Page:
Facebook’s Start-and-Stop Growth in China, Taiwan and Hong Kong – A Closer Look

Odd Facebook traffic patterns have been showing up in the main Chinese-speaking parts of the world over the past few months, based on data from Inside Facebook Gold, our data and research service covering Facebook’s growth, demographics, and monetization in global markets.

Taiwan (Republic of China) gained millions of users, and mainland China (People’s Republic of China) — where Facebook is blocked — gained hundreds of thousands of users over the course of January. Both countries then lost users in the past month, even as neighboring countries posted normal-looking traffic gains.

These anomalies are occurring as Facebook finds itself in geopolitical cross-currents. The company has gotten new attention for the role its product has played in helping people organize protests in the Middle East, and as Chinese communist leaders are further restricting internet access in order to preserve “stability” — and as new rumors surface about deals Facebook may be doing to get into mainland China.

We’ll examine possible explanations for the traffic changes further down. First, the numbers.

The Growth of Greater China

Mainland China itself went from 119,000 monthly active Facebook users at the beginning of January to 694,000 monthly actives at the beginning of February, even though the site is blocked in the country. It had not had any significant growth since the summer of 2009, when it had plummeted from 1 million users to 100,000 users — almost certainly due to a nearly complete block. Since then, with the average month has showed somewhere around 50,000 and 100,000 MAU. The winter growth has not continued, in any case. As of March 1st, the country has fallen slightly to 659,000 MAU.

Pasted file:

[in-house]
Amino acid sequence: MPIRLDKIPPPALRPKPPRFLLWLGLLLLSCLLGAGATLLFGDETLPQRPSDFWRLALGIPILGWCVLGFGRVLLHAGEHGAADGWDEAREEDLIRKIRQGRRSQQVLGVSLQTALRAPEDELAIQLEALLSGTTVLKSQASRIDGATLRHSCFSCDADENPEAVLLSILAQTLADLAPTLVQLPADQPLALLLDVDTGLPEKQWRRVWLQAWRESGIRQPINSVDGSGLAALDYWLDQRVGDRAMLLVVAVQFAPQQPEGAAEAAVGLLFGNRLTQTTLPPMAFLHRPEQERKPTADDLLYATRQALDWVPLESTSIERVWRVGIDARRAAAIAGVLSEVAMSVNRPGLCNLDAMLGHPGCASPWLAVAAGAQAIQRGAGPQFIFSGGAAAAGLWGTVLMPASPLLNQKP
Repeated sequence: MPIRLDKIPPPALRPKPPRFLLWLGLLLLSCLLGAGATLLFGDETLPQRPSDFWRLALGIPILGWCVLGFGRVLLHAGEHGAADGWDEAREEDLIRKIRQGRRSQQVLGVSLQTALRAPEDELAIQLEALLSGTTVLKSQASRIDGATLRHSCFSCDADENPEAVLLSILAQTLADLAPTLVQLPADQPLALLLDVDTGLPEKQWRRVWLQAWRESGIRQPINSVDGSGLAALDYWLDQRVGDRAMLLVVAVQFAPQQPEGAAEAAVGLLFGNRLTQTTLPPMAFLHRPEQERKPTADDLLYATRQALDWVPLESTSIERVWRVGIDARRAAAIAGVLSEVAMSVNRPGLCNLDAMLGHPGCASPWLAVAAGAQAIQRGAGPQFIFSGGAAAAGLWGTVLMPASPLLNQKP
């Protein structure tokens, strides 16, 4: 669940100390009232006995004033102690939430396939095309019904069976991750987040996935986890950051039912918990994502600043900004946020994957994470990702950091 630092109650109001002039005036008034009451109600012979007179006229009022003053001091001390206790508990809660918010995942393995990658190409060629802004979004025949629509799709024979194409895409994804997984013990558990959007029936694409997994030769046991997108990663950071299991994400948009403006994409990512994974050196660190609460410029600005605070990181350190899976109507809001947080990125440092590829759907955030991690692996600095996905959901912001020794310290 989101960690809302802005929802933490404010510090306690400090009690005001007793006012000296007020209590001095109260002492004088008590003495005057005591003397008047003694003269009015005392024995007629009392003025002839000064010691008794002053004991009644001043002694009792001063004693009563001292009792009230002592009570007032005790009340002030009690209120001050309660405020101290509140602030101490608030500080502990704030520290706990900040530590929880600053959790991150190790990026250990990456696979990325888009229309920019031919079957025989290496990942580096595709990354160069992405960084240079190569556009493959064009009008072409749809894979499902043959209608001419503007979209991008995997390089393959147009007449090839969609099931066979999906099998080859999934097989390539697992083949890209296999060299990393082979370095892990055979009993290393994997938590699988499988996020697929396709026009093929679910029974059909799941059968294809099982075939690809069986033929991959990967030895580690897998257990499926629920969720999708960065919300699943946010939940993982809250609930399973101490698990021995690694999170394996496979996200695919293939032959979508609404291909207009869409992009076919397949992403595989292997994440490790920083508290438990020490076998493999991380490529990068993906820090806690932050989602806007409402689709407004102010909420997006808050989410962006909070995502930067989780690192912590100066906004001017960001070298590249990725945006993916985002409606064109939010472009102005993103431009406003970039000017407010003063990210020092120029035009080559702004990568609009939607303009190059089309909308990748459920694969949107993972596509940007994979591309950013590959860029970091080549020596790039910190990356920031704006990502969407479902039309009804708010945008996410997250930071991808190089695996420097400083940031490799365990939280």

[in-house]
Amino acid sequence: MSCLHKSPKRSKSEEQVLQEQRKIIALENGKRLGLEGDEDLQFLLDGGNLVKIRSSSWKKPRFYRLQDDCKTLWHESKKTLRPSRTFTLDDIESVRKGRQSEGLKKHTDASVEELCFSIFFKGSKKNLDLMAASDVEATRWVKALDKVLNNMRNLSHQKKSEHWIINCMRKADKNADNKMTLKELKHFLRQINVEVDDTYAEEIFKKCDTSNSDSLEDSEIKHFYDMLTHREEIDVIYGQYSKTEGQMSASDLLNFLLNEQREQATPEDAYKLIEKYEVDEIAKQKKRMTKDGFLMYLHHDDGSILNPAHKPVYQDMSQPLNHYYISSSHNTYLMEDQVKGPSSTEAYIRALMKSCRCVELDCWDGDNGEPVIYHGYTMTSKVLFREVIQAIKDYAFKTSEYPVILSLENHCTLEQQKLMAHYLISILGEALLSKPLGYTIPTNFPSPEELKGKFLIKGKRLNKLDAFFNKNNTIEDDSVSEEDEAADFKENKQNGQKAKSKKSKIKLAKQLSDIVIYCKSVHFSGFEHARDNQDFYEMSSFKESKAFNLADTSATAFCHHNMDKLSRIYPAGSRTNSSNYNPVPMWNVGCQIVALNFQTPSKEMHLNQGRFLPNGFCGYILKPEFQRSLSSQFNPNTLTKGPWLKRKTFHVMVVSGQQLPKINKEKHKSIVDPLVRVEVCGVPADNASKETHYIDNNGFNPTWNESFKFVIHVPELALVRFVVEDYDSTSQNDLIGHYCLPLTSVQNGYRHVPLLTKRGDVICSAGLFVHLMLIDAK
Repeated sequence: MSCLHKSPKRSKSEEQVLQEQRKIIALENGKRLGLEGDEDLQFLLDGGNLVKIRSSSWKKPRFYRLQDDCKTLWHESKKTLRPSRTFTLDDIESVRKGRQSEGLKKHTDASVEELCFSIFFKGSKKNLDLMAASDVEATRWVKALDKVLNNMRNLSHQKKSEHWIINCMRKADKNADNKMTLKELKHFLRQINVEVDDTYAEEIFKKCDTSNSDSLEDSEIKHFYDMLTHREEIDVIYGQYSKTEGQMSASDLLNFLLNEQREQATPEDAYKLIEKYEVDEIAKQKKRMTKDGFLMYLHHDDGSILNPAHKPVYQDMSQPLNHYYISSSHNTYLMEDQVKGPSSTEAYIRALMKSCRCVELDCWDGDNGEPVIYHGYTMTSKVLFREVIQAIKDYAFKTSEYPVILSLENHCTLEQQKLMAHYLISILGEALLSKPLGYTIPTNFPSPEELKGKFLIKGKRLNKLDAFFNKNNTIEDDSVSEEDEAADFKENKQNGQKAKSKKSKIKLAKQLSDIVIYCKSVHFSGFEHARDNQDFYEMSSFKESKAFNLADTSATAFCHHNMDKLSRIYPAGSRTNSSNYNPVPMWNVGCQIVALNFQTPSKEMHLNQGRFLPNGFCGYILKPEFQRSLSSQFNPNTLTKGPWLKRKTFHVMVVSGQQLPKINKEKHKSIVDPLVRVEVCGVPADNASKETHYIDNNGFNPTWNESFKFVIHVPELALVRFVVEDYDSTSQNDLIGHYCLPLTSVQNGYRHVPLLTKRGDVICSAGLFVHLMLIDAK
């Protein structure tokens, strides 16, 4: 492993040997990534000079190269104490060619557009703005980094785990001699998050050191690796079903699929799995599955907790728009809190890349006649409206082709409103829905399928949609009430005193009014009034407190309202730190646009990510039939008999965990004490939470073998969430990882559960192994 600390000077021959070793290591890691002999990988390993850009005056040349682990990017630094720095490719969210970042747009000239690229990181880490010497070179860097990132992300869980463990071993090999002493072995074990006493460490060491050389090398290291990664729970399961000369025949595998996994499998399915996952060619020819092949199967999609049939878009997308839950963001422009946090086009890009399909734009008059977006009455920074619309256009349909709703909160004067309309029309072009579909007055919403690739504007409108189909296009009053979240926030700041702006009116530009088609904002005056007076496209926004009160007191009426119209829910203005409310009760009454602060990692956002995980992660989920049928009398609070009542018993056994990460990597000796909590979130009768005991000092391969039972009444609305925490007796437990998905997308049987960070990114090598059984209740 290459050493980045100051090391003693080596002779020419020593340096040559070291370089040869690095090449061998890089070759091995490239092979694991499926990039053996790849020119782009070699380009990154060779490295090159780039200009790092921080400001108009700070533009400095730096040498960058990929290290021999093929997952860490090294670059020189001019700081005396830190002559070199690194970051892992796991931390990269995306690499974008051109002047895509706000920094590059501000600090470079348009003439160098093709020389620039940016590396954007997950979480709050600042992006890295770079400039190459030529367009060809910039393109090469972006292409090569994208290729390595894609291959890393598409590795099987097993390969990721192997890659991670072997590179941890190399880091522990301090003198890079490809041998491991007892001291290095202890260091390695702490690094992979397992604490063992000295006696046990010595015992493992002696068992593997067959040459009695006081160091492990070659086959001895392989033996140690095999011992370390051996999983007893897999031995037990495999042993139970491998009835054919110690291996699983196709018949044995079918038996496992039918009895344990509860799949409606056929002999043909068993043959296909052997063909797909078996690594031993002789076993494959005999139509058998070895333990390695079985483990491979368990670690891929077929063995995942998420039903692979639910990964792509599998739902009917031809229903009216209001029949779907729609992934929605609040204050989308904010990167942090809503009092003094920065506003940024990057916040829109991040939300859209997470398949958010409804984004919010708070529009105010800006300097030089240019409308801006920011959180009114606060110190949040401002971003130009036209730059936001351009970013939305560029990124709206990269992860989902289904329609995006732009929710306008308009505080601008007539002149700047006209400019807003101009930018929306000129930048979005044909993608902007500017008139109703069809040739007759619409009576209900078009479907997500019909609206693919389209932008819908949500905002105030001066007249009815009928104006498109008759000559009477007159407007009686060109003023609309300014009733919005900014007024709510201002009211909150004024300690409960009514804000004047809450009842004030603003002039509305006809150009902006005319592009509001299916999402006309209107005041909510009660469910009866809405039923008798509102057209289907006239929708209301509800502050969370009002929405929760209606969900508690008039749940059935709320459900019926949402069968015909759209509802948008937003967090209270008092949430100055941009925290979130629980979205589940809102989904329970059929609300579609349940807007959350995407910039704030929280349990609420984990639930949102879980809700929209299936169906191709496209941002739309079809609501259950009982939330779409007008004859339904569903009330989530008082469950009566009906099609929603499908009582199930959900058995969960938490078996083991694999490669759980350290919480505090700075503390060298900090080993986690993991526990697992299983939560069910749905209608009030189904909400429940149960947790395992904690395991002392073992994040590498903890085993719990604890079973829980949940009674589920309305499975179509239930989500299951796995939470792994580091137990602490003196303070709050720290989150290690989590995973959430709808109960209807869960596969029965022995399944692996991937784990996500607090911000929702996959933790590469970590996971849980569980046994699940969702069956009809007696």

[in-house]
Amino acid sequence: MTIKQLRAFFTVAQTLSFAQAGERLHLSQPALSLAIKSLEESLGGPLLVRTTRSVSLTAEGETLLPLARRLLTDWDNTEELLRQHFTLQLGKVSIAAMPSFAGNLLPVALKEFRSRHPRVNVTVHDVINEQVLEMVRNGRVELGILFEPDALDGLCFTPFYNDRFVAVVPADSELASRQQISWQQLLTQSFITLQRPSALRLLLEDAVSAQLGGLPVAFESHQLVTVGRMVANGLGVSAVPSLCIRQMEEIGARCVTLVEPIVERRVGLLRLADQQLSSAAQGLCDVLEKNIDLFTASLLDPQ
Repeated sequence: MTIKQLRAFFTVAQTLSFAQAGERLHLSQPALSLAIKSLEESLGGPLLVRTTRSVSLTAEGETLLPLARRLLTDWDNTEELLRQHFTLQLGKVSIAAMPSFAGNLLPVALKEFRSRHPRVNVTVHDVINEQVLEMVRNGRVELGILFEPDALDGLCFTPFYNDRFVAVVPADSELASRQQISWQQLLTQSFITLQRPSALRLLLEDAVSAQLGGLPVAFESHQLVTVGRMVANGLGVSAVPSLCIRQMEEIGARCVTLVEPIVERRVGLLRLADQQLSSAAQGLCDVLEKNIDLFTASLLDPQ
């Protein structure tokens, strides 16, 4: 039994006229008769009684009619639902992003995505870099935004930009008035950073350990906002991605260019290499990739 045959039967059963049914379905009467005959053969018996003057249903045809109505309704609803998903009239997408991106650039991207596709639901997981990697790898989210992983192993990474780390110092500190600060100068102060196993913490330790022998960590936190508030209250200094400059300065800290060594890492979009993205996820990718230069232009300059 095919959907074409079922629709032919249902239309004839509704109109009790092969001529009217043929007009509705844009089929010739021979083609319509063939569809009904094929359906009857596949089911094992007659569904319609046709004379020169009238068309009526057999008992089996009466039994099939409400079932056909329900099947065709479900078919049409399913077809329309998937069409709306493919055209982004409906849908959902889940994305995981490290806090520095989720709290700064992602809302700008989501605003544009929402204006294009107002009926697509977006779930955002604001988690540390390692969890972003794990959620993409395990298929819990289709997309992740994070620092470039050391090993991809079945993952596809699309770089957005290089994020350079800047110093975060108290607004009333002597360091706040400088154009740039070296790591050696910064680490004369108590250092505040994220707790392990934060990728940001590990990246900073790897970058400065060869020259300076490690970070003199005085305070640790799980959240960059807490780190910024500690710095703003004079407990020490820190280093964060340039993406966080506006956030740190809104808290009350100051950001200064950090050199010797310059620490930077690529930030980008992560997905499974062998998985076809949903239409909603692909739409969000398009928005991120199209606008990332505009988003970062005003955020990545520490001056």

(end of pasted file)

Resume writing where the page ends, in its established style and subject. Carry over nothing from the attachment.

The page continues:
Meanwhile, Taiwan, the island nation that the mainland Chinese government claims as its own, gained 3.08 million new users over the course of January to reach 11.8 million at the beginning of last month. Before then, growth had mostly been slower, ranging from the ten-thousands to a few hundred thousand new users each month in 2010. However, a surge appears to have started in October, when it grew on Facebook by nearly 400,00, and continued in November and December, adding around half a million new users each month.

But traffic dropped over February to almost exactly 10 million monthly actives. It’s unusual to see the equivalent of a third of a country’s existing Facebook user base join in a single month, then fall off by two-thirds of that growth in the next month.

In contrast to the other two places, Hong Kong didn’t show anything surprising. Facebook is not blocked in this “special administrative region” of China, but growth is about what one would expect, given that more than half of its total population is now on the site (typically, countries slow down when they reach those levels of penetration). It grew from 2.83 million to 3.70 million new users over the past twelve months, but then only 21,000 new users in January. It gained an even smaller number: only around 5,000 new users.

For developers, marketers, and anyone else interested in the Chinese-speaking market, these changes are significant. Greater China (defined as these three countries) accounts for the majority of the 16 million Chinese speakers on Facebook; out of all countries with significant Chinese-speaking Facebook user groups, South Korea, Malaysia and the United States account for most of the rest, at above one million users apiece.

So, to review: Facebook had unusual, hard-to-explain growth in January, that more than dried up in February. What’s going on?

The Possible Explanations for the Starts and Stops

Proxy Servers

Social game developers, international residents and outwardly-interested Chinese citizens have long used proxy servers to access Facebook from the mainland, essentially spoofing their internet connection locations to make it appear as though they were located in other countries. That’s not a new trend, and anyway such traffic wouldn’t show up for China, it’d show up for the country where the users pretended to be.